Rent-a-tent: Meet the company tackling camping waste, one festival at a time
Scenes of discarded tents at festivals and beauty spots have led concerned campers to find a greener way to holiday al fresco
Scenes of discarded tents at festivals and popular beauty spots have caused concern across Europe in recent years. But now a scheme based in the UK is offering a greener way to holiday al fresco.
As an antidote to abandoned tents at summer festivals, campers across Britain are signing up for rent-a-tent schemes, meaning they no longer have to splash out on camping gear they might only use once.
Why are abandoned tents such a big problem in the UK?
Over Easter, nature sites in Scotland and Wales were littered with abandoned camping waste, including tents and sleeping bags. The waste was left behind by visitors making the most of the warm weather, according to a Facebook post from the Highland Council Access Rangers.
The rangers follow a standard operating procedure, including observing a site over several days to make sure it is abandoned. Working in teams of two, they then document what they find inside discarded tents, in case owners want to reclaim possessions.
The Scottish Outdoor Access Code states that wild camping is only suitable for lightweight tents, in small numbers for up to three nights, and should not take place near buildings or roads, in enclosed fields or near historic monuments. Wild campers should also leave no trace.
How does tent sharing work?
Becka Heaps founded Tentshare in February 2020, matching tent owners to would-be campers who don’t have their own equipment.
She points out that in a time of rising living costs, renting out a tent that you only use a few times a year can be a good way of earning money. It also means that people who can’t afford their own equipment will have the chance to camp.
Regarding the abandoned tents over the weekend, she says: “’There should be a leave no trace policy, but I don’t think people really know about that. Some campsites last year had to close because people left so much waste, tents and camping chairs that they couldn’t get rid of it. It’s an absolute nightmare.
“People buy boxes of cheap camping equipment, but it’s probably not the right equipment for what they want to do,” she continues.
“Then it all breaks or gets blown away or they haven’t used it properly and they don’t have a great time. They think: I’m going to leave it there and let someone else sort it out.”
One festival tent is the carbon equivalent of 350 plastic bottles and research from the Association of Independent Festivals (AIF) suggests that pre-COVID-19, 250,000 tents were left behind at UK festivals every year.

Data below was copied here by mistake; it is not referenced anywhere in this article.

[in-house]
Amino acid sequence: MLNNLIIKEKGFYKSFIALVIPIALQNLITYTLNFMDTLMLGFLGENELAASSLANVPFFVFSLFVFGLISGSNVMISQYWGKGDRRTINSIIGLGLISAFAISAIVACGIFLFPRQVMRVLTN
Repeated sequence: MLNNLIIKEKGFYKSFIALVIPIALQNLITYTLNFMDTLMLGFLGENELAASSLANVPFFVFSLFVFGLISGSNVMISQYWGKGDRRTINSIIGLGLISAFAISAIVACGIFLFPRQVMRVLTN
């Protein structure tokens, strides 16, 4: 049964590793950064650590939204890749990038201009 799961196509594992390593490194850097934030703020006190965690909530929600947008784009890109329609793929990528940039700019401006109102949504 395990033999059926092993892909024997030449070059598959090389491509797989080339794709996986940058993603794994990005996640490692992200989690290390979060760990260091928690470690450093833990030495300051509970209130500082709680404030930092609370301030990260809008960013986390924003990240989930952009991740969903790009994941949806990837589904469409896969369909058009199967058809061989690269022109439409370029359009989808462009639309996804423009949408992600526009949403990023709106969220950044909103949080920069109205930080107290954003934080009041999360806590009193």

The carbon cost of abandoned camping gear
Becka has now partnered with Camplight, which offers pre-pitched tents at festivals to help prevent the fields of abandoned items seen in previous summers.
Working at Standon Calling last year, the team of four pitched 55 tents so that festival-goers could travel lighter, either by train or with more people per car. The Camplight team also salvaged more than a 100 pop-up tents and a similar number of camping chairs left behind during a heavy downpour right at the end of the festival – the carbon equivalent of 22 return flights to Madrid.
People buy boxes of cheap camping equipment, but it’s probably not the right equipment for what they want to do
Both Tentshare and Camplight mend salvaged tents where they can, and pass on any that are beyond repair to companies such as LittleReCreations to be made into bags and other items.
In February, Camplight pitched 300 tents on a film set to recreate a refugee camp. One tent had been salvaged in 2010 and has been used at countless festivals since.
And some salvaged tents even make their way to real camps in Calais, thanks to donations to charities like Herts Refugees. Camping equipment in good condition collected by the Highland Council Access Rangers is often donated to refugee charities too.
But as Becka points out, when tents left at festivals and campsites have been fouled by human waste, it’s hard to make them fit for future use.
“The Tentshare community is helping to reduce consumption and waste while also contributing to the local and circular economy. By promoting camping, Tentshare is encouraging people outside to reconnect with nature and the magnificent earth we live on,” she says.
“The ‘sharing economy’ business model goes some way to providing a solution to many of the problems we are all facing in this world today.”